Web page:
Wednesday, October 28, 2020
Life Style

Agents for Change – a virtual exhibition

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When Andrew Mokete Mlangeni passed away on 21 July 2020, we were reminded of a threshold
moment in the liberation struggle. After years of attempted negotiation,peaceful protests, strikes, boycotts, and civil disobedience, without any sign of the white apartheid government’s willingness to talk, the leaders of the liberation movement had to grapple with the difficult decision to embrace an armed struggle.

Andrew Mlangeni was one of the first to join uMkhonto weSizwe and was sent to China for military training. He belongs to an era of leaders who were willing to make extraordinary sacrifices for the freedom of their people,as expressed in the vision of the Freedom Charter of 1955. Mlangeni was sentenced to life imprisonment for sabotage in the infamous Rivonia Trial together with Nelson Mandela, Walter Sisulu, Govan Mbeki, Ahmed Kathrada,Denis Goldberg, Raymond Mhlaba and Elias Motsoaledi.Lionel “Rusty” Bernstein and James Kantor were acquitted.

The events that surrounded this threshold moment are remembered in exhibitions at Liliesleaf, where six of the ten Rivonia Trial accused were arrested in a police raid on 11 July 1963. With funding from the National Institute for the Humanities and Social Sciences (NIHSS),the Liliesleaf Trust has begun to extend these exhibitions online. Among many of its outcomes,it provides teachers with an innovative resource for e-learning. In the time of Covid-19 it is more important than ever to offer alternative ways of accessing heritage sites, exhibitions and educational content.

Agents for Change is a non-linear, self-driven, interactive experience of the many stories found in the Liliesleaf exhibits.The visitor begins with an aerial crime photograph of Liliesleaf, taken by the police at the time of the raid. As you scroll over the image,you activate nodes of information.Each node is an entry point into a hidden web of complex interconnected fragments.The experience models many of the skills of the humanities.The visitor is not told what to think. Instead the visitor is challenged to make their own connections.It is a bit like being a historian, or a journalist, or a documentary filmmaker rummaging through an archive, sorting and interpreting evidence, and creating a meaningful narrative.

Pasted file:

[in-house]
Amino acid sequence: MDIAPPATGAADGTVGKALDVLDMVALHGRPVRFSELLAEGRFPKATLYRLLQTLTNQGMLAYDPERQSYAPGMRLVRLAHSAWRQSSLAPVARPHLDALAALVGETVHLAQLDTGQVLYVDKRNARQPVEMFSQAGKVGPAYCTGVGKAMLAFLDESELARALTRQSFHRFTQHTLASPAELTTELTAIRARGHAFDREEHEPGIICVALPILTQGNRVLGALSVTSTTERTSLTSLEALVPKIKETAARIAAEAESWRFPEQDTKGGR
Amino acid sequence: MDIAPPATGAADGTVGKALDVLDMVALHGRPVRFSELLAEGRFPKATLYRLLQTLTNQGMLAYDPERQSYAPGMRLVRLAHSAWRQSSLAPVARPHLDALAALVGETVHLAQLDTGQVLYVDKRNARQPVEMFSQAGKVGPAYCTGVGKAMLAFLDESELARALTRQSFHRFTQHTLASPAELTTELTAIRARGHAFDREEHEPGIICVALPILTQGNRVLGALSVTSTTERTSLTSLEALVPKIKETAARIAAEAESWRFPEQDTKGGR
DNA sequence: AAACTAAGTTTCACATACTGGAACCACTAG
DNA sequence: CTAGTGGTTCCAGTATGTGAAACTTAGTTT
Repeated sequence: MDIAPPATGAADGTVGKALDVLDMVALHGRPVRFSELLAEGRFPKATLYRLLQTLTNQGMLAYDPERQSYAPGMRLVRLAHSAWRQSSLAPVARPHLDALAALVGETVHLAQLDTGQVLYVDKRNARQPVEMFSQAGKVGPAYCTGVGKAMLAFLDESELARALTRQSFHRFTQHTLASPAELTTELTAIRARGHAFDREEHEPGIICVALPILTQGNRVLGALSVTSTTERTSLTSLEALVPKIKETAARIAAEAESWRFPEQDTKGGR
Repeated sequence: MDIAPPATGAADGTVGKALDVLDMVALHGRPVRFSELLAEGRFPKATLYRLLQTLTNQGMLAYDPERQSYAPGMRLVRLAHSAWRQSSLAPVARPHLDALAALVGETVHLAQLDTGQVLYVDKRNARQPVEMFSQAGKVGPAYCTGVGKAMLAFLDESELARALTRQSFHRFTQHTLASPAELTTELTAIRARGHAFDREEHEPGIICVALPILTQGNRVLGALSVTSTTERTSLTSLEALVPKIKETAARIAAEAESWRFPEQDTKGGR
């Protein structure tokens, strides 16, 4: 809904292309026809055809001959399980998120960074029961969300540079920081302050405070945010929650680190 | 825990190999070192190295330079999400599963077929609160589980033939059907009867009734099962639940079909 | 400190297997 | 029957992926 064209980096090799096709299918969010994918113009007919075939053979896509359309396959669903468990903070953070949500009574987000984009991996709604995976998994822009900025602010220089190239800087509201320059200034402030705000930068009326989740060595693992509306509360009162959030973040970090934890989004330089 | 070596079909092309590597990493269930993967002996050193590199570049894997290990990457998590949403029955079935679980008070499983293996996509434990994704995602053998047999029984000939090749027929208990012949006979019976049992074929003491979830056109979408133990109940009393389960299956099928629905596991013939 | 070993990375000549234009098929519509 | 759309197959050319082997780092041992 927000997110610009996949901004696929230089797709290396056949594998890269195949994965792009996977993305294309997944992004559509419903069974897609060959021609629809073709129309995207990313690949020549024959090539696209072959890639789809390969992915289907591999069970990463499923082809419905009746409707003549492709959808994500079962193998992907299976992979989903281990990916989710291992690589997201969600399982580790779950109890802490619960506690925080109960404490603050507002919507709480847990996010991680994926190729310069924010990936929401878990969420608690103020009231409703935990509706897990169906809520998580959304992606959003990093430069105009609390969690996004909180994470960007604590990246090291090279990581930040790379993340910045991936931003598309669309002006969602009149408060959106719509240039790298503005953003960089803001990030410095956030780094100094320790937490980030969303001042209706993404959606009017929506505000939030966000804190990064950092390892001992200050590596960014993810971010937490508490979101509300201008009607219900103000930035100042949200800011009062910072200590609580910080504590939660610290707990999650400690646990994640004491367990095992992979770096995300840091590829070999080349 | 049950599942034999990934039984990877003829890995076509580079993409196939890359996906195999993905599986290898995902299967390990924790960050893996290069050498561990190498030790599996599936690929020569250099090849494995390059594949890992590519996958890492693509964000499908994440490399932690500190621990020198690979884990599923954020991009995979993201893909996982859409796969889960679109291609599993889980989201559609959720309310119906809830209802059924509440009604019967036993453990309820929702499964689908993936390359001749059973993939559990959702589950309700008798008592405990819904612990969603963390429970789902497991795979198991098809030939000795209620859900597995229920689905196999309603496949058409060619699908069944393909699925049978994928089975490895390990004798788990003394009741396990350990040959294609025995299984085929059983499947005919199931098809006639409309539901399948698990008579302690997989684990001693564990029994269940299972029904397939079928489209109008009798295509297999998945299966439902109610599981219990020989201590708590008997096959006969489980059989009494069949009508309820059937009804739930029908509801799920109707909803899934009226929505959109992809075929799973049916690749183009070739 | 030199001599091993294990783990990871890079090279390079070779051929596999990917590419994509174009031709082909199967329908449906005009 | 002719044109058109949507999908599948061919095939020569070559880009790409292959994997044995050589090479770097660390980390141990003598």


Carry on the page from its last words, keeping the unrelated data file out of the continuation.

In the process the visitor will experience artefacts, photographs, audio, and audio-visual interviews and video footage from the Liliesleaf archive.The visitor is then asked probing and provocative questions about the future they imagine for themselves and others, what they are willing to do to ensure a better future, and how they can become an agent of change. In this way inspiration is taken from the leaders of the liberation movement – like Andrew Mlangeni.

Mlangeni will be remembered as a man of great integrity,who while in the new democratic parliament continued to criticise injustice, even within his own party.We are faced with many
challenges some of which have become extremely stark and apparent as a consequence and impact
of the COVID-19 pandemic, on-going economic inequality, corruption, climate change,the migrant crisis, to name but a few.

As we confront and face up to a new “norm”, we all will be forced to hold uncomfortable
conversations, make difficult choices, and choose whether to be agents of change.

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